[FoRK] Latin Americans Back Cuba, Venezuela on Terror

Victor B. Stan victor_b_stan at yahoo.ca
Sat Nov 20 20:59:01 PST 2004


Strength and victory to all animals who "break their heads against the bars
of their prison".

Latin Americans Back Cuba, Venezuela on Terror
Sat Nov 20, 2004 07:24 PM ET

By Alistair Bell

SAN JOSE, Costa Rica (Reuters) - Used to hearing U.S. calls for support
against Middle Eastern terrorism, Latin American leaders on Saturday added
their own warning by condemning lesser-known terrorist acts against
anti-American governments in the region.


Cuba and Venezuela won the backing of their neighbors, many of whom have
swung to the left in recent years, to censure terrorism in all its forms,
not just attacks aimed at the United States.

It was a rare diplomatic victory for Cuba, which persuaded an Ibero-American
summit in Costa Rica to denounce the pardon of four dissidents who tried to
assassinate President Fidel Castro in 2000.

Panama's outgoing President Mireya Moscoso released the four, jailed for
their involvement in a failed bomb plot at a summit in Panama, just before
leaving office in August.

Havana broke diplomatic relations with Panama in anger at the pardon and
accused the United States of double standards in its war against terror for
allowing three of the plotters to fly to Miami.

"We observe with deep concern the recent freeing of four known terrorists of
Cuban origin," the leaders from Latin American countries plus Spain and
Portugal said in a statement.

Panama's new President Martin Torrijos has criticized the pardon, and Cuba
and Panama restored consular relations at the summit on Friday, in a step
toward renewing full ties.

Cuban Foreign Minister Felipe Perez Roque represented his country at the
gathering instead of Castro, who has rarely traveled to summits in recent
years.

VENEZUELA CAR BOMB

The leaders also condemned Thursday's killing of Venezuelan prosecutor
Danilo Anderson, who was probing a 2002 coup against President Hugo Chavez.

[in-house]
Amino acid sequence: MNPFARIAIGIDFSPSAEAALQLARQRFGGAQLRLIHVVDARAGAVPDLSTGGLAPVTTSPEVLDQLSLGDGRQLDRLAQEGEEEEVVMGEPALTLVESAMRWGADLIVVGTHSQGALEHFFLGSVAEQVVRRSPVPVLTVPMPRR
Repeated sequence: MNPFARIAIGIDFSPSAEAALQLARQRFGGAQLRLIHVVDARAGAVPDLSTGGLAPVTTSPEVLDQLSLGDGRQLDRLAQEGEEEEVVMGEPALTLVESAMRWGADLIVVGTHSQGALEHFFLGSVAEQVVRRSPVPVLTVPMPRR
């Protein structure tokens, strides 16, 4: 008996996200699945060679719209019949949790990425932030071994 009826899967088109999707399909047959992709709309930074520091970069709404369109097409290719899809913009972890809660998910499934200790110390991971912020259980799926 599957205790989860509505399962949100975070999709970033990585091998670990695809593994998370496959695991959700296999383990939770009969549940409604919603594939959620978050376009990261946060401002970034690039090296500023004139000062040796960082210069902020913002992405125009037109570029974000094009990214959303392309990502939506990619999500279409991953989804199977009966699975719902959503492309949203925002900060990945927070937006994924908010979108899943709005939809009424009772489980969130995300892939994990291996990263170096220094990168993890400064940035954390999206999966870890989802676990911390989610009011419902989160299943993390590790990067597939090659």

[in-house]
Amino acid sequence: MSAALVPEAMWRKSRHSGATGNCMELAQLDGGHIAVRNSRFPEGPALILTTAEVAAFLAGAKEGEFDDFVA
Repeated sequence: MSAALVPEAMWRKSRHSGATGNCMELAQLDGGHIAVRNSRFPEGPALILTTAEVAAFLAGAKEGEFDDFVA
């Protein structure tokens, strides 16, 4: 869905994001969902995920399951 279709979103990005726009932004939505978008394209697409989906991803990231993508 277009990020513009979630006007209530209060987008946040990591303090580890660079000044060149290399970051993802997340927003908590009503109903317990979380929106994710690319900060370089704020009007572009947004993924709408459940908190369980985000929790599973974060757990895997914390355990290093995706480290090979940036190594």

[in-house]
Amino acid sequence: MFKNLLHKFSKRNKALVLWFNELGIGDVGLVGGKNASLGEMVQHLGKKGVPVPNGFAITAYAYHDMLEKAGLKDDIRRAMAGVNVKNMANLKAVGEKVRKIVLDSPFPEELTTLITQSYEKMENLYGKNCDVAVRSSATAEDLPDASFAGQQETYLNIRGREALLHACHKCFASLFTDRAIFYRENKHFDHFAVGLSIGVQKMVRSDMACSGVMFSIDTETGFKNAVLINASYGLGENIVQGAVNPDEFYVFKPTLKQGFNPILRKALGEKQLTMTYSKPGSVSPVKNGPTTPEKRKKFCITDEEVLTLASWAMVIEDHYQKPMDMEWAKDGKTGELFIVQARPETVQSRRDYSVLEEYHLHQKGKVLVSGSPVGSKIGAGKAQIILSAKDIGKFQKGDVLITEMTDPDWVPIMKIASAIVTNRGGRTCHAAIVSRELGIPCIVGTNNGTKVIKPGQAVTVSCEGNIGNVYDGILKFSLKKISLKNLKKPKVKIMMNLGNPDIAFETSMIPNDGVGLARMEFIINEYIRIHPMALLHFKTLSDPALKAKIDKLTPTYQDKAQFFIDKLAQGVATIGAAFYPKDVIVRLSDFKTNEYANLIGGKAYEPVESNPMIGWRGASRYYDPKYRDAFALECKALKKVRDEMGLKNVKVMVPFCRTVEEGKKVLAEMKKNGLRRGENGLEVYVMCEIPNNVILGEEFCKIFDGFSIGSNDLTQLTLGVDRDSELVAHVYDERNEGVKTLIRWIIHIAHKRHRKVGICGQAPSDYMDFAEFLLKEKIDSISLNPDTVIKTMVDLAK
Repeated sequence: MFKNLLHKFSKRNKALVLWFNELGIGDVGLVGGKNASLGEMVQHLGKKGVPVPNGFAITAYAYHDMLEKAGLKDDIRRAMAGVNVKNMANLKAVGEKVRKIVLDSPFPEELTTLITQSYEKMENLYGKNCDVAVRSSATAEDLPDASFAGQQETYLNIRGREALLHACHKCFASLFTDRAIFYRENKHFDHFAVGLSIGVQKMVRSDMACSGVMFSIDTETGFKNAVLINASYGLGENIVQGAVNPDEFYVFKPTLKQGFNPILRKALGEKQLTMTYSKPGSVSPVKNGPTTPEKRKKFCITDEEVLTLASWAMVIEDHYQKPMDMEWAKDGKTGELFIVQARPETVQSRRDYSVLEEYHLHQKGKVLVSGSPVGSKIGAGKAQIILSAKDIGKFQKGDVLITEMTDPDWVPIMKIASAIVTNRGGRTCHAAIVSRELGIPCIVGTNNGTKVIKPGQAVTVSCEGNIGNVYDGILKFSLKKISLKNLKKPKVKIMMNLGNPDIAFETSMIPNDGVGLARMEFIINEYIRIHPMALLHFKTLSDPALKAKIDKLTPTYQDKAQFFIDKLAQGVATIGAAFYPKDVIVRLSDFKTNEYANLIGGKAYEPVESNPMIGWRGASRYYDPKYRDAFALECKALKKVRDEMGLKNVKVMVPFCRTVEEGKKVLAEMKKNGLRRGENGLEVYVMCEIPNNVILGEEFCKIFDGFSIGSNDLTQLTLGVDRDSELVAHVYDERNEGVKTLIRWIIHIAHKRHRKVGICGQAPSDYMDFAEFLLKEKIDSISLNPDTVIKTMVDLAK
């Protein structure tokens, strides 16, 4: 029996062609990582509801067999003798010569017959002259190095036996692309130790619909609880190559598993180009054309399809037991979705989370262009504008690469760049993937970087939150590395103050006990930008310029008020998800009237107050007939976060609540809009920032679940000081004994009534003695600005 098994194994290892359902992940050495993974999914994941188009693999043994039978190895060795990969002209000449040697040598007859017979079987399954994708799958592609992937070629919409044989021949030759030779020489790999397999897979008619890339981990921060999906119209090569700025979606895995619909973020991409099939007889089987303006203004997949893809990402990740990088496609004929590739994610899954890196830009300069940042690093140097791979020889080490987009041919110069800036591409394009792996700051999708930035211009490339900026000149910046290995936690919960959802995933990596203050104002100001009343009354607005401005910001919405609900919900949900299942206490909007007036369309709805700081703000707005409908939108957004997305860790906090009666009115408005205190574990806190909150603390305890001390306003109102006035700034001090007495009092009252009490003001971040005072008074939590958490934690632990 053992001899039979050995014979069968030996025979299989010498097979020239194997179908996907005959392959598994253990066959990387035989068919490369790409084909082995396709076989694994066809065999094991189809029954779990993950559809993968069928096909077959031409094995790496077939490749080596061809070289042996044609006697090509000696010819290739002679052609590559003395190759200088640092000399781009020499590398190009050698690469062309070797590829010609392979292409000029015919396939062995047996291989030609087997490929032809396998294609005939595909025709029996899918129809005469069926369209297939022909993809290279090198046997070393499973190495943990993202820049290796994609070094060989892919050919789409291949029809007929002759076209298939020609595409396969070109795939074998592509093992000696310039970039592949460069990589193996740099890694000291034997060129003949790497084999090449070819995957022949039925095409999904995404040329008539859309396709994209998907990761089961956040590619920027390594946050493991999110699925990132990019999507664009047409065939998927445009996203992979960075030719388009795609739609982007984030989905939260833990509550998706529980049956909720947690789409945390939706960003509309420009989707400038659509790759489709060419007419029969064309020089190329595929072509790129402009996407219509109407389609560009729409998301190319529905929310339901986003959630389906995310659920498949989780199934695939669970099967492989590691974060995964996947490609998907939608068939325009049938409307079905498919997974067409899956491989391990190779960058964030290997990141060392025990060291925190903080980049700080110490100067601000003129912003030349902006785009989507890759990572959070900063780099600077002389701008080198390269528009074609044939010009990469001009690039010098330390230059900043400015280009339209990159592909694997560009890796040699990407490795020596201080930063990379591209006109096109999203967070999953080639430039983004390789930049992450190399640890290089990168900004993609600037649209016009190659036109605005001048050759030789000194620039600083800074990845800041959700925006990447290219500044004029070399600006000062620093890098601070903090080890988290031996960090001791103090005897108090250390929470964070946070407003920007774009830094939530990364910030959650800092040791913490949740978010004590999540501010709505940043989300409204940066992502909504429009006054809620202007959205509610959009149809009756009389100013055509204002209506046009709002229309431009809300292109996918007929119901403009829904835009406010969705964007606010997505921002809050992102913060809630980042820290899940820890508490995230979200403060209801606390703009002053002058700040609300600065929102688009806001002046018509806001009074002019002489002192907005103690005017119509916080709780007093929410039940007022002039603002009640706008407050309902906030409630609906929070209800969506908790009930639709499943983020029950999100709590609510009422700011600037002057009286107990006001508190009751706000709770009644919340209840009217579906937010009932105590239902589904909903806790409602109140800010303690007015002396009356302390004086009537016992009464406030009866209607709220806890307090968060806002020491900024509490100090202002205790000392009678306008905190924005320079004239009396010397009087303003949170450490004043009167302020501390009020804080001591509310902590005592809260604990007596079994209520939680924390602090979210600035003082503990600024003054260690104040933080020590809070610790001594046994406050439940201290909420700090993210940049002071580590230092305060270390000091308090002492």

Anderson was killed by a car bomb, and Venezuela blamed radical opponents it
said were training in the United States.

"The heads of state and government expressed a radical condemnation of the
terrorist attack suffered by the special prosecutor in Venezuela," Spanish
Prime Minister Jose Luis Rodriguez Zapatero told journalists.

Spain took a turn to the left with the election this year of Zapatero, who
pulled Spanish troops out of the U.S.-led coalition in Iraq and focused
foreign policy back on traditional areas like European integration and Latin
America.

The prime minister called for political reform in Cuba.

"It is obvious that Cuba needs to make changes, but it is a country that is
there, a member of the Ibero-American community," he said.

Since 2002, Brazil, Argentina, Ecuador and Uruguay have all chosen leftist
leaders who challenge the U.S. idea of Latin America as its "backyard."

Even Nicaragua's opposition Sandinistas, who fought U.S.-backed rebels in
the 1980s, have regained strength with victories at local elections this
month

-------------

Two hundred years ago, Rousseau wrote with withering contempt about his
civilized countrymen who have lost the very concept of freedom and "do
nothing but boast incessantly of the peace and repose they enjoy in their
chains.... But when I see the others sacrifice pleasures, repose, wealth,
power, and life itself for the preservation of this sole good which is so
disdained by those who have lost it; when I see animals born free and
despising captivity break their heads against the bars of their prison; when
I see multitudes of entirely naked savages scorn European voluptuousness and
endure hunger, fire, the sword, and death to preserve only their
independence, I feel that it does not behoove slaves to reason about
freedom."

- Victor B. Stan 


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